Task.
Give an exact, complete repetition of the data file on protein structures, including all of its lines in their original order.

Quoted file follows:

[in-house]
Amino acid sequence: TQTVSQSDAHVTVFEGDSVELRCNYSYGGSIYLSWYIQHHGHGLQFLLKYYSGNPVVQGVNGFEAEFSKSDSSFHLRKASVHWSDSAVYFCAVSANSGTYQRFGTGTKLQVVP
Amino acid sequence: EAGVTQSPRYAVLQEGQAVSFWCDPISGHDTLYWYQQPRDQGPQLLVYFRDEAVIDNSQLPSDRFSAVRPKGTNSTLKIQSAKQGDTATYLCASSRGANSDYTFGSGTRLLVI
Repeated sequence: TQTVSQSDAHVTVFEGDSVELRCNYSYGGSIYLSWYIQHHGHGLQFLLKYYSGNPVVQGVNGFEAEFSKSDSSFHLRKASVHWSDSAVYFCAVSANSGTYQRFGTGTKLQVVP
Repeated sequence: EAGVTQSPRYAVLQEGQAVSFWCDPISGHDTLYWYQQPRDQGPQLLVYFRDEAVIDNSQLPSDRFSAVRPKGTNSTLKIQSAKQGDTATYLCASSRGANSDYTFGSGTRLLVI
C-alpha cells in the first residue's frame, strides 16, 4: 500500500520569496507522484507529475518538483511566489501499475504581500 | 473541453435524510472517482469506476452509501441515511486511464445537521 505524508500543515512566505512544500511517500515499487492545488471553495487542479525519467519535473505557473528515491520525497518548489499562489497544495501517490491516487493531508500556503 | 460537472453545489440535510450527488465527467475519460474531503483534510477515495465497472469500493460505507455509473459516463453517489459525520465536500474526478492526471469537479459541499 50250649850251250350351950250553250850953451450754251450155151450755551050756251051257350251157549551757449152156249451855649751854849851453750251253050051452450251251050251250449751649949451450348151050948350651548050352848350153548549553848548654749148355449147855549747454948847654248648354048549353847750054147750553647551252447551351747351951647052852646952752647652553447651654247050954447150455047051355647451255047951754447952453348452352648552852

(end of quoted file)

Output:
[in-house]
Amino acid sequence: TQTVSQSDAHVTVFEGDSVELRCNYSYGGSIYLSWYIQHHGHGLQFLLKYYSGNPVVQGVNGFEAEFSKSDSSFHLRKASVHWSDSAVYFCAVSANSGTYQRFGTGTKLQVVP
Amino acid sequence: EAGVTQSPRYAVLQEGQAVSFWCDPISGHDTLYWYQQPRDQGPQLLVYFRDEAVIDNSQLPSDRFSAVRPKGTNSTLKIQSAKQGDTATYLCASSRGANSDYTFGSGTRLLVI
Repeated sequence: TQTVSQSDAHVTVFEGDSVELRCNYSYGGSIYLSWYIQHHGHGLQFLLKYYSGNPVVQGVNGFEAEFSKSDSSFHLRKASVHWSDSAVYFCAVSANSGTYQRFGTGTKLQVVP
Repeated sequence: EAGVTQSPRYAVLQEGQAVSFWCDPISGHDTLYWYQQPRDQGPQLLVYFRDEAVIDNSQLPSDRFSAVRPKGTNSTLKIQSAKQGDTATYLCASSRGANSDYTFGSGTRLLVI
C-alpha cells in the first residue's frame, strides 16, 4: 500500500520569496507522484507529475518538483511566489501499475504581500 | 473541453435524510472517482469506476452509501441515511486511464445537521 505524508500543515512566505512544500511517500515499487492545488471553495487542479525519467519535473505557473528515491520525497518548489499562489497544495501517490491516487493531508500556503 | 460537472453545489440535510450527488465527467475519460474531503483534510477515495465497472469500493460505507455509473459516463453517489459525520465536500474526478492526471469537479459541499 50250649850251250350351950250553250850953451450754251450155151450755551050756251051257350251157549551757449152156249451855649751854849851453750251253050051452450251251050251250449751649949451450348151050948350651548050352848350153548549553848548654749148355449147855549747454948847654248648354048549353847750054147750553647551252447551351747351951647052852646952752647652553447651654247050954447150455047051355647451255047951754447952453348452352648552852